Published May 22, 2008

S'pore luxury homes ninth most expensive globally

Market supported by jet-setting high net-worth individuals: report


LUXURY homes in Singapore are the second most expensive in Asia and the ninth most expensive in the world.

According to a report by Citi and Knight Frank, luxury home prices here are now US$2,423 per sq ft.

The only place in Asia where they are more expensive is Hong Kong, where they cost US$4,507 psf. Even Tokyo is cheaper than Singapore, coming in third most expensive at US$2,334.

Worldwide, London is the most expensive, followed by Monaco and St Jean Cap Ferrat (France) at US$6,191, US$5,888 and US$5,853 psf respectively.

The global luxury home market is supported by jet-setting high net-worth individuals who think nothing of owning homes on every continent.

As an example, the report describes a Brazilian/Russian family that owns apartments in New York, Geneva, Ibiza and, until recently, Singapore.

The family reportedly spends equal periods at each property, with business and social ties meaning they find it possible to change location for long or short periods with ease.

'In many ways, none of their properties is regarded as either a primary or secondary residence,' the report says. 'In fact, they feel equally at home in all of them.'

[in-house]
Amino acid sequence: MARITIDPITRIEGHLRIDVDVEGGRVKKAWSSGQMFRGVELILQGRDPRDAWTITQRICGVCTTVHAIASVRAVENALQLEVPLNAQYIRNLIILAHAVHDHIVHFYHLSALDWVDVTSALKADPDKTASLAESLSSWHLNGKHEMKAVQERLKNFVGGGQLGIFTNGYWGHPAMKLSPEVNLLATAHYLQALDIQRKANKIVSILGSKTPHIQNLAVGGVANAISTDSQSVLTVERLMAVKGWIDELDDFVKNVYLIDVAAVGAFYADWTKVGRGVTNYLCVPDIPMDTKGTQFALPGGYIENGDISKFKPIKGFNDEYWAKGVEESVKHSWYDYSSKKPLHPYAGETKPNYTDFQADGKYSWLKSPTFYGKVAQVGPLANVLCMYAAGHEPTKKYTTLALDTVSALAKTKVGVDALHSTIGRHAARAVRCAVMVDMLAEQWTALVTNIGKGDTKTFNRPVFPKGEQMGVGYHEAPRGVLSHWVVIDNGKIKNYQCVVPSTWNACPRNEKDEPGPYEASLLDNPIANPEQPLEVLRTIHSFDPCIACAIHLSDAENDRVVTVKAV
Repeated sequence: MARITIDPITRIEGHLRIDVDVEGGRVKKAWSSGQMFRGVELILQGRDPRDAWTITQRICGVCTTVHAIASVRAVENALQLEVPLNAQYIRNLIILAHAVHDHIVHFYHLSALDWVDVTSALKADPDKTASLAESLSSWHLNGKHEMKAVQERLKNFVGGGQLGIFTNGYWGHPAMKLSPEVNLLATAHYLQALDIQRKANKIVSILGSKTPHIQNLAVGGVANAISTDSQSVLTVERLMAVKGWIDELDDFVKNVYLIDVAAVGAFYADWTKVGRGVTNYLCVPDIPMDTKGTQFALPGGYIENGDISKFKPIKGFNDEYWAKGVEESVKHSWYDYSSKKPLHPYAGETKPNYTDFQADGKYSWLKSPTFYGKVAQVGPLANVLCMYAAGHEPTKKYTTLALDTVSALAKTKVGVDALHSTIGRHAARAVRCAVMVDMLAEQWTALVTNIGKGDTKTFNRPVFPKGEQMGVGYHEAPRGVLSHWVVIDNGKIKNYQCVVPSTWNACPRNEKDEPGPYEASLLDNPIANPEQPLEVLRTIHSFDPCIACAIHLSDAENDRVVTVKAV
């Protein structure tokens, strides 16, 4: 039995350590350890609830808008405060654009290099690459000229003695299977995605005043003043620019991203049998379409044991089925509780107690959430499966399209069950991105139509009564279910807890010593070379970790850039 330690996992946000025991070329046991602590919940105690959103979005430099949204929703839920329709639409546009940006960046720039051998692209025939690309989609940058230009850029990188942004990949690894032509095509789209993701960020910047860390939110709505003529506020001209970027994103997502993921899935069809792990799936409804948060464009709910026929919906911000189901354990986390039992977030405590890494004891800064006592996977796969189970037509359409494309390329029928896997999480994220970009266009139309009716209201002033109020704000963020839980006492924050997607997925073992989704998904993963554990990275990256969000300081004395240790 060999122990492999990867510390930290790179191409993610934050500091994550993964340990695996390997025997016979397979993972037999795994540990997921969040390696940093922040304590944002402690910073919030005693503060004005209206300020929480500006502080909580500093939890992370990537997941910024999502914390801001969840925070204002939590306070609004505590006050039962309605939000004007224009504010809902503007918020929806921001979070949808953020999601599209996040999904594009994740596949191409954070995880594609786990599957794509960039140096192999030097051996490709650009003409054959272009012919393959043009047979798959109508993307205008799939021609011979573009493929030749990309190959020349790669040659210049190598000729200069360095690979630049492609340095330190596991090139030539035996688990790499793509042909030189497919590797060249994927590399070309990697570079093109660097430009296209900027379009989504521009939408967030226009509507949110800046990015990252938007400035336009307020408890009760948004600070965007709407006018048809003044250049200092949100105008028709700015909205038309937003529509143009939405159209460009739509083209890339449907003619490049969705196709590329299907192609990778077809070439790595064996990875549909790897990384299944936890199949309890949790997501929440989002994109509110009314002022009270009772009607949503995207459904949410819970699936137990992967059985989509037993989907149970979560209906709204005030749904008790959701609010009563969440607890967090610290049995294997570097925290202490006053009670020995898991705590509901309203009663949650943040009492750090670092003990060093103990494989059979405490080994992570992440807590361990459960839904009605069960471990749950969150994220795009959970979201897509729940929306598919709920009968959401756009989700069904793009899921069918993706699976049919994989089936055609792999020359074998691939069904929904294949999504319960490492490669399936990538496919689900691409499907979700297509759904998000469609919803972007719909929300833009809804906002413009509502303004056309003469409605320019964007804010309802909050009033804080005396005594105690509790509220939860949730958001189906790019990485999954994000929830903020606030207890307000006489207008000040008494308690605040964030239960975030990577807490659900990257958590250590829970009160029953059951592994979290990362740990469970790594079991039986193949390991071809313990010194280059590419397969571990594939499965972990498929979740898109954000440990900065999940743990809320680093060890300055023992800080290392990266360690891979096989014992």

The report ranks high net-worth individuals in four categories - those with US$1 million to US$10 million; US$10 million to US$100 million; US$100 million to US$1 billion; and more than US$1 billion.

It found that 15.7 per cent of entry-level high net-worth individuals own four or more homes. In the second, third and fourth (the richest) categories, the respective percentages increased to 23.3, 31.5 and 60 per cent.

Importantly, the report found that in both developed and emerging economies, uncertain economic and political conditions did not affect the growth in numbers of high net-worth individuals, with the growth of their wealth, 'similarly undimmed throughout 2007'.

Citing data from Scorpio Partnership, the report says the most significant growth in 2007 was in the US, where the number grew almost 120,000 to 3.1 million. China had the second-largest increase, with the figure rising almost 46,000 to 373,000 - almost as many as Germany.

'Despite the credit crunch, extraordinary wealth creation has continued across the global oil and commodity sectors,' the report says.

An example of the strength of the global luxury home market is that in London the number of £pounds;10 million-plus sales in Chelsea, Knightsbridge and Belgravia rose 190 per cent in the six months to January 2008 from the same period a year earlier.

In the US, where prices fell 4.5 per cent over the past year and 4.2 per cent in New York generally, prices for prime Manhattan properties rose 25 per cent.

Knight Frank's head of residential research Liam Bailey said: 'Prime locations have held their own. London, New York, Shanghai and others are proving that almost any residential market tied to the global economy maintains confidence among purchasers.'